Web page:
AAPL is a global organization based out of United
States. Its primary geographical region of operations by sales includes: America
(North and South), Europe, China, Japan and Rest of Asia Pacific. In figure 4.1 we can see International
sales contribute a major percent in AAPL’s sales numbers, precisely sixty-five
percent of its revenue comes from International sales. Because of such a
tremendous exposure to international operations, any fluctuation in currency
rate would have a substantial effect on AAPL’s earning.
AAPL has a strong global presence its suppliers are
located all over the world and AAPL sells its products all over the world as
well. Now due to the nature of its business, AAPL is impacted both by a stronger
US dollar and also a weaker US dollar. Having a strong US dollar favors Apple
who source their components from suppliers located outside of United States,
but negatively impacts its sales figures which were contributed by
foreign-currency. Similarly a weak US dollar would favor AAPL whose major
revenue is generated internationally, however it would also negatively impact APPL
as it sources raw materials from International markets and transact in foreign
currency. US dollar is AAPL’s functional currency. The company’s 10K confirms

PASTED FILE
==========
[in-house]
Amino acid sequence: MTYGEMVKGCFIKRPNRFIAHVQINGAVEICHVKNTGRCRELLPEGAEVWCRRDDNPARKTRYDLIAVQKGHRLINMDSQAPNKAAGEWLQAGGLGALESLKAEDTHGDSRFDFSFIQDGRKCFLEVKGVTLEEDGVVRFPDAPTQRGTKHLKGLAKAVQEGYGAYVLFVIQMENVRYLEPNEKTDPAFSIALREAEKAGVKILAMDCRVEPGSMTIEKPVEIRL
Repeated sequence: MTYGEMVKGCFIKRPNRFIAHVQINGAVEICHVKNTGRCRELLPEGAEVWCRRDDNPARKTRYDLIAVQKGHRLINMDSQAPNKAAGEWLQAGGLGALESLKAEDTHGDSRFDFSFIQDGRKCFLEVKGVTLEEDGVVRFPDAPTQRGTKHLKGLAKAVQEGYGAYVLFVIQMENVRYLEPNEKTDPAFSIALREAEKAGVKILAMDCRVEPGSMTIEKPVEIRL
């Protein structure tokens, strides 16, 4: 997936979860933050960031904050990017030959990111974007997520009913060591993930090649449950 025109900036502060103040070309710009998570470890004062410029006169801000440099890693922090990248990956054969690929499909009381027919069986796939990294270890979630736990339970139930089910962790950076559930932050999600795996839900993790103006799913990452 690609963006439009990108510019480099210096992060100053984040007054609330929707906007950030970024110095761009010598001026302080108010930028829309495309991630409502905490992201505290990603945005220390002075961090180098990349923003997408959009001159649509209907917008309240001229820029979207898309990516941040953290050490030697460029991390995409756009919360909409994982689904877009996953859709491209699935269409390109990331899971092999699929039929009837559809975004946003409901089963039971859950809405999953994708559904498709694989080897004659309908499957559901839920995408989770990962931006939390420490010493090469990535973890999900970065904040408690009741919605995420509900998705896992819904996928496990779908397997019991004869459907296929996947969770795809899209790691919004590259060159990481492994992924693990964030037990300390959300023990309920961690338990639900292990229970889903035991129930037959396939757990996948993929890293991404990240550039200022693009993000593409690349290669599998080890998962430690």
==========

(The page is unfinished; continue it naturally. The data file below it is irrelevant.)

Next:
that, AAPL enters into foreign currency derivatives like forward and option
contracts with financial institutions to offset foreign exchange risks. In figure 4.3 we can see the FX hedges AAPL
enters into to offset FX risk.
Some of the major currencies that AAPL faces exchange
rate risk on are : Chinese Yuan (CNY), Japanese Yen (JPY), European Dollar
(EUR), Hong Kong Dollar (HKD), Taiwan Dollar (TWD) and Australian Dollar (AUD).
In figure 4.2, we can see how the
U.S. dollar stand against the CNY, JPY, EUR, HKD, TWD and AUD. Other than EUR which
stands at $1 for € 0.86 all other currencies pose minimum risk considering
their current exchange relative to US dollar.
We also find that those AAPL’s subsidiaries whose
functional currency is not US dollar, hedge a portion of estimated inventory
purchases which are not denominated in the subsidiaries’ functional currencies.
AAPL typically hedges portions of its predicated foreign currency exposure
associated with revenue and inventory purchases, typically for up to 12 months.
Furthermore from its 10K we learn that to insulate any
FX rate impacts of its investment in foreign operations AAPL utilizes
derivative contract as well. We see in figure
4.4 gains and losses made by AAPL in futures contract.